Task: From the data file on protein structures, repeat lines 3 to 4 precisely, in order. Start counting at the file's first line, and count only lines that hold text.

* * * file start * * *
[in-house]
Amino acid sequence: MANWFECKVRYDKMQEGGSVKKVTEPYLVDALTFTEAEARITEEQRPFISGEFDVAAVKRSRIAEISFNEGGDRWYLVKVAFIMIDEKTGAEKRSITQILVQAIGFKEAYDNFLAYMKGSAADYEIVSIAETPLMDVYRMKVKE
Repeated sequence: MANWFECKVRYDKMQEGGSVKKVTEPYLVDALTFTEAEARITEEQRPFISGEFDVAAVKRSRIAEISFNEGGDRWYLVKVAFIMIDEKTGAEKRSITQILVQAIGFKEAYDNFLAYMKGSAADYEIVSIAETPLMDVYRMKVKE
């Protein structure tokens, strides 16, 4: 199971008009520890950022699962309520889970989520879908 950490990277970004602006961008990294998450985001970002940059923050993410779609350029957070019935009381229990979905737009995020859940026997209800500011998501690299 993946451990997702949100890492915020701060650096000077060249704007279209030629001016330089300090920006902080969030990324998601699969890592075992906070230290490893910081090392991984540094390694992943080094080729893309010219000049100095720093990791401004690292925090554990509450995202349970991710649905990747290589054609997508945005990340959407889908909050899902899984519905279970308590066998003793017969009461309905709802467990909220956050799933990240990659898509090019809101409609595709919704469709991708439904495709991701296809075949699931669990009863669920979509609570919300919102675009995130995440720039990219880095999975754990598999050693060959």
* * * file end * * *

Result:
Repeated sequence: MANWFECKVRYDKMQEGGSVKKVTEPYLVDALTFTEAEARITEEQRPFISGEFDVAAVKRSRIAEISFNEGGDRWYLVKVAFIMIDEKTGAEKRSITQILVQAIGFKEAYDNFLAYMKGSAADYEIVSIAETPLMDVYRMKVKE
């Protein structure tokens, strides 16, 4: 199971008009520890950022699962309520889970989520879908 950490990277970004602006961008990294998450985001970002940059923050993410779609350029957070019935009381229990979905737009995020859940026997209800500011998501690299 993946451990997702949100890492915020701060650096000077060249704007279209030629001016330089300090920006902080969030990324998601699969890592075992906070230290490893910081090392991984540094390694992943080094080729893309010219000049100095720093990791401004690292925090554990509450995202349970991710649905990747290589054609997508945005990340959407889908909050899902899984519905279970308590066998003793017969009461309905709802467990909220956050799933990240990659898509090019809101409609595709919704469709991708439904495709991701296809075949699931669990009863669920979509609570919300919102675009995130995440720039990219880095999975754990598999050693060959």